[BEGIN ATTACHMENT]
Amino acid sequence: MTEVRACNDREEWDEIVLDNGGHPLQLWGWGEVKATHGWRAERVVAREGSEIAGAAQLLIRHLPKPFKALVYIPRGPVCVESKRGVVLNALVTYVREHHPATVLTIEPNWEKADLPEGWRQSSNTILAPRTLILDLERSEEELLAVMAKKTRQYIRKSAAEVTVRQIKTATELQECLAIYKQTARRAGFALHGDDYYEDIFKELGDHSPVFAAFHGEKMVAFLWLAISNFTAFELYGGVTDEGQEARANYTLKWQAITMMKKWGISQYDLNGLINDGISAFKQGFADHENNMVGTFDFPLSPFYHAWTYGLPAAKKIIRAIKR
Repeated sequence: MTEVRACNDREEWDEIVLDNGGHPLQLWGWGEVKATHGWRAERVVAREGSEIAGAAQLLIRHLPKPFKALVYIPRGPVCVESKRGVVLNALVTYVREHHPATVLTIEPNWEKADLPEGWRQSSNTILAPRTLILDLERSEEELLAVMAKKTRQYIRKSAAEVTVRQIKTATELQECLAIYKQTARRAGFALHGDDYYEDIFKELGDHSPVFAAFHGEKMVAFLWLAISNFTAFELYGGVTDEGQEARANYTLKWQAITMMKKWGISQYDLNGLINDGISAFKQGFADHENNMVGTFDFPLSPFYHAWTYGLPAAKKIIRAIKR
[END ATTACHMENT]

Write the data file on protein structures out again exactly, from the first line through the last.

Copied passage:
Amino acid sequence: MTEVRACNDREEWDEIVLDNGGHPLQLWGWGEVKATHGWRAERVVAREGSEIAGAAQLLIRHLPKPFKALVYIPRGPVCVESKRGVVLNALVTYVREHHPATVLTIEPNWEKADLPEGWRQSSNTILAPRTLILDLERSEEELLAVMAKKTRQYIRKSAAEVTVRQIKTATELQECLAIYKQTARRAGFALHGDDYYEDIFKELGDHSPVFAAFHGEKMVAFLWLAISNFTAFELYGGVTDEGQEARANYTLKWQAITMMKKWGISQYDLNGLINDGISAFKQGFADHENNMVGTFDFPLSPFYHAWTYGLPAAKKIIRAIKR
Repeated sequence: MTEVRACNDREEWDEIVLDNGGHPLQLWGWGEVKATHGWRAERVVAREGSEIAGAAQLLIRHLPKPFKALVYIPRGPVCVESKRGVVLNALVTYVREHHPATVLTIEPNWEKADLPEGWRQSSNTILAPRTLILDLERSEEELLAVMAKKTRQYIRKSAAEVTVRQIKTATELQECLAIYKQTARRAGFALHGDDYYEDIFKELGDHSPVFAAFHGEKMVAFLWLAISNFTAFELYGGVTDEGQEARANYTLKWQAITMMKKWGISQYDLNGLINDGISAFKQGFADHENNMVGTFDFPLSPFYHAWTYGLPAAKKIIRAIKR